hence, one way of building bridges between those who want more and those that make do is to promote more interaction between them;
one concrete way of doing this is through a collective mapping project, in the vein of the Digital Matatus project in Nairobi, or the World Bank-led initiative in Cairo.
Making this case involves convincing people that the existing system is worth taking seriously, while at the same time reassuring them that this does not mean being blind to its problems nor accepting all its present-day features forever. What this does mean, however, is a more realistic appreciation of how certain ends can be reached in our society. Knowing what's really going on on the ground not only allows us to identify specific problems and areas of convergence with wider social issues (i.e. helps us move beyond the simplistic blanket concept of fawda or 'chaos' which is neither accurate nor helpful), but it can mean that many of our existing mobility needs can be met today.
FEATURES OF A SYSTEM
This is why we have been sharing what we already know while drumming up support for a more comprehensive, collective mapping effort. Here are some of the basic features of Beirut's transit system that can be of immediate use to those looking for non-automotive ways of getting around the country:
- Major Hubs:
There are three major transit hubs for getting in and out of Beirut from their southern and northern corridors. The most well-known are Cola and Dora. Cola is the node for all routes to the south and Shouf region. Dora is a node for the North and rest of Mount Lebanon. Charles Helou Bus Station is the more formal of the three, with routes to the North and beyond Lebanon's borders.
- Key Nodes:
There are also areas that tend to be either very well known, or lie in-between, at intersections and bypasses, making their significance to Lebanon's transit network not that obvious. Popular places include Hamra, while liminal spaces are also important.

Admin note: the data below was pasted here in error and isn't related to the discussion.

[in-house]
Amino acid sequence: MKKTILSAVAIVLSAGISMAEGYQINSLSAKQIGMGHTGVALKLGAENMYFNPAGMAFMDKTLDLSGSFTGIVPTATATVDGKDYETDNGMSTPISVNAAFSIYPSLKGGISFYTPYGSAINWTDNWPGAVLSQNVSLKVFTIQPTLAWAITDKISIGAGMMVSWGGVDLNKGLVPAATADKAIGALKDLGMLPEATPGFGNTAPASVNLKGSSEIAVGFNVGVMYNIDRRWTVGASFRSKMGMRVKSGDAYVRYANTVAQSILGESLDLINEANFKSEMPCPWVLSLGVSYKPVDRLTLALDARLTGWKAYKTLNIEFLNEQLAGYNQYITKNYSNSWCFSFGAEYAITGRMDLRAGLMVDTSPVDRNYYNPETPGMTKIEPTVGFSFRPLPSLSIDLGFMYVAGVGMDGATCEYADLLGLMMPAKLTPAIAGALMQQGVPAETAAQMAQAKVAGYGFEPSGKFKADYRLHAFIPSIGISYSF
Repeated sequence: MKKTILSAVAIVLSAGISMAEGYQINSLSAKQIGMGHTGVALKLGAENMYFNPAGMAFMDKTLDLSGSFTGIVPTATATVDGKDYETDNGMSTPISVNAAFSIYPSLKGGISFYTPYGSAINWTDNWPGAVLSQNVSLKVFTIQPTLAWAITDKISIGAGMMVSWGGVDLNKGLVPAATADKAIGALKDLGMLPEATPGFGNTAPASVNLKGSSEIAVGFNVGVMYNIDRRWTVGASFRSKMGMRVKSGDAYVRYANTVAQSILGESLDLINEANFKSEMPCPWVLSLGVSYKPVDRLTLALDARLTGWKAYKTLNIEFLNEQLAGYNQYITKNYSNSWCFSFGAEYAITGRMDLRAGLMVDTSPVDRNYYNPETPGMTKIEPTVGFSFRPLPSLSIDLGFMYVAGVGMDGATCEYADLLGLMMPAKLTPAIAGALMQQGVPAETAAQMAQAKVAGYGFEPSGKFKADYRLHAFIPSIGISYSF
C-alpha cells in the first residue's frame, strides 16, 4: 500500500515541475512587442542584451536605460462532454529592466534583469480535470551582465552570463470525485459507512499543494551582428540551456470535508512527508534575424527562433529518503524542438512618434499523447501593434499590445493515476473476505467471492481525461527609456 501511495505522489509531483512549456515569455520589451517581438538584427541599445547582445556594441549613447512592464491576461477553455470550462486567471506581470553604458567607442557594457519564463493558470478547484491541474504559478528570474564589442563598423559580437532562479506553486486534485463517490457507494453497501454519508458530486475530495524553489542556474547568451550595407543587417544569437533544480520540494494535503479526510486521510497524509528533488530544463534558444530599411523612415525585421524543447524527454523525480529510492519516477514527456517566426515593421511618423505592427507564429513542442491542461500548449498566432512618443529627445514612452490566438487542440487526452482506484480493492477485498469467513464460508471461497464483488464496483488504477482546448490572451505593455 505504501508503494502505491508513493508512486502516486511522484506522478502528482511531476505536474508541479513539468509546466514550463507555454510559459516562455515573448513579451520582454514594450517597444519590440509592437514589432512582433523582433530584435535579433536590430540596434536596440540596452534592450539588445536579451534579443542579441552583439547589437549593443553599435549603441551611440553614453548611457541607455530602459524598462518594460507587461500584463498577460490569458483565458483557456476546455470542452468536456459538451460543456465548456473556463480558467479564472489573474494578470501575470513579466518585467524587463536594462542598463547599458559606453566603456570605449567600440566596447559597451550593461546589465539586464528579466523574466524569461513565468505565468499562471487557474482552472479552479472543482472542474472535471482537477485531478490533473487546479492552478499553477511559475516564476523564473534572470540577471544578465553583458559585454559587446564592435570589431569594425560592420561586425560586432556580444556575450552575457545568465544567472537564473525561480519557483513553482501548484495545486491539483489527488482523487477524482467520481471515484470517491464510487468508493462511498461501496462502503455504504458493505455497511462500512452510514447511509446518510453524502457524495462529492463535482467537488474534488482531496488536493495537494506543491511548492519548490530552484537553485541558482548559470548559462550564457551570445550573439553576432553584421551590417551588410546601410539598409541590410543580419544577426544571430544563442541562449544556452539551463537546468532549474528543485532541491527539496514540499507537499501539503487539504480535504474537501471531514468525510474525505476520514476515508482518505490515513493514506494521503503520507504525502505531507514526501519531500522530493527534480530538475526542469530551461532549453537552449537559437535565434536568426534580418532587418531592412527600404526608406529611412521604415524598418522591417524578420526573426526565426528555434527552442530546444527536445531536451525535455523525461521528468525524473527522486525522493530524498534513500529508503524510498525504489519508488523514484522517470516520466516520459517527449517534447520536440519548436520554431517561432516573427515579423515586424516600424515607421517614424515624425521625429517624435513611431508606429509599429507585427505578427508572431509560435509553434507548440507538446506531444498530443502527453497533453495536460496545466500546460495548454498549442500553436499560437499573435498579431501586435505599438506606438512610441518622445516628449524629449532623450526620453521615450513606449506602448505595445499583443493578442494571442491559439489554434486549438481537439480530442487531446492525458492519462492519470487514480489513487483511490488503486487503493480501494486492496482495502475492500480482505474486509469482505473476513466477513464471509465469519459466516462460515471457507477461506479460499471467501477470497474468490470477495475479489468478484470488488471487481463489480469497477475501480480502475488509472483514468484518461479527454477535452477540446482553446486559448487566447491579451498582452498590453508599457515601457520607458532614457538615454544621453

- Popular Routes
And of course, what would a bus map be without its bus routes? The Number 5 and the Number 22 are our regular go-to modes. Sometimes these numbers are incomprehensible for non-riders, but the system is very easy to learn.
[...] Once we gather enough up-to-date snapshots of the system's features, the aim will be to compile them into one open-source map, that can give us a better sense of how this tangle of informal networks fits together. Not only would this make more areas more accessible to users and non-users alike, it will also expose the gaps and inefficiencies in the system more easily. We'll finally be able to differentiate between 'chaos' and 'order,' without resorting to crude simplifications or dismissive attitudes.
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From this quick survey of our rationale and output (so far), we can already see that making Beirut's transit system more legible will involve learning from our city in different ways. This means re-thinking how cities are organized, what maps should look like, and how knowledge is produced. It also means re-defining what it means to do politics in the city. That's a lot to juggle, for sure, but I believe that we should keep these questions at the heart of any project seeking urban change. That's the only way to ensure that the ends don't obfuscate the means, and that, in this case, more convenient/sustainable/pleasant transport doesn't come at a social cost that only some of us will have to pay.